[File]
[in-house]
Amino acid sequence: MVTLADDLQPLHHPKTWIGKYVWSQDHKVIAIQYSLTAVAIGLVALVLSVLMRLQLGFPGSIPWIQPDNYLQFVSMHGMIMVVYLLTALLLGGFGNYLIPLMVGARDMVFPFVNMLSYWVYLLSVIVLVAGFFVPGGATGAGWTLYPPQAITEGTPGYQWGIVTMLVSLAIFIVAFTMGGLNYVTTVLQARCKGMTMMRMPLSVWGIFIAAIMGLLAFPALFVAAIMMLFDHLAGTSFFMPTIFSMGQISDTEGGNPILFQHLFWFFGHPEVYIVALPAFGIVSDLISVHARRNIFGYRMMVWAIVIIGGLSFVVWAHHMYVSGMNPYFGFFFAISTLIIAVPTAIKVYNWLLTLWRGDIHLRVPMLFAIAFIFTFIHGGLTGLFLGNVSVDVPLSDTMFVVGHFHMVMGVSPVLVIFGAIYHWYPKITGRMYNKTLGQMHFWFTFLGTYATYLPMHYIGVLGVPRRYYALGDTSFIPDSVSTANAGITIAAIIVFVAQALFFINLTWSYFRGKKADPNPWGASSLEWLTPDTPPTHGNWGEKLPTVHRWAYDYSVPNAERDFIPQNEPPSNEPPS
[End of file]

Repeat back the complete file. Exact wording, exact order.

[in-house]
Amino acid sequence: MVTLADDLQPLHHPKTWIGKYVWSQDHKVIAIQYSLTAVAIGLVALVLSVLMRLQLGFPGSIPWIQPDNYLQFVSMHGMIMVVYLLTALLLGGFGNYLIPLMVGARDMVFPFVNMLSYWVYLLSVIVLVAGFFVPGGATGAGWTLYPPQAITEGTPGYQWGIVTMLVSLAIFIVAFTMGGLNYVTTVLQARCKGMTMMRMPLSVWGIFIAAIMGLLAFPALFVAAIMMLFDHLAGTSFFMPTIFSMGQISDTEGGNPILFQHLFWFFGHPEVYIVALPAFGIVSDLISVHARRNIFGYRMMVWAIVIIGGLSFVVWAHHMYVSGMNPYFGFFFAISTLIIAVPTAIKVYNWLLTLWRGDIHLRVPMLFAIAFIFTFIHGGLTGLFLGNVSVDVPLSDTMFVVGHFHMVMGVSPVLVIFGAIYHWYPKITGRMYNKTLGQMHFWFTFLGTYATYLPMHYIGVLGVPRRYYALGDTSFIPDSVSTANAGITIAAIIVFVAQALFFINLTWSYFRGKKADPNPWGASSLEWLTPDTPPTHGNWGEKLPTVHRWAYDYSVPNAERDFIPQNEPPSNEPPS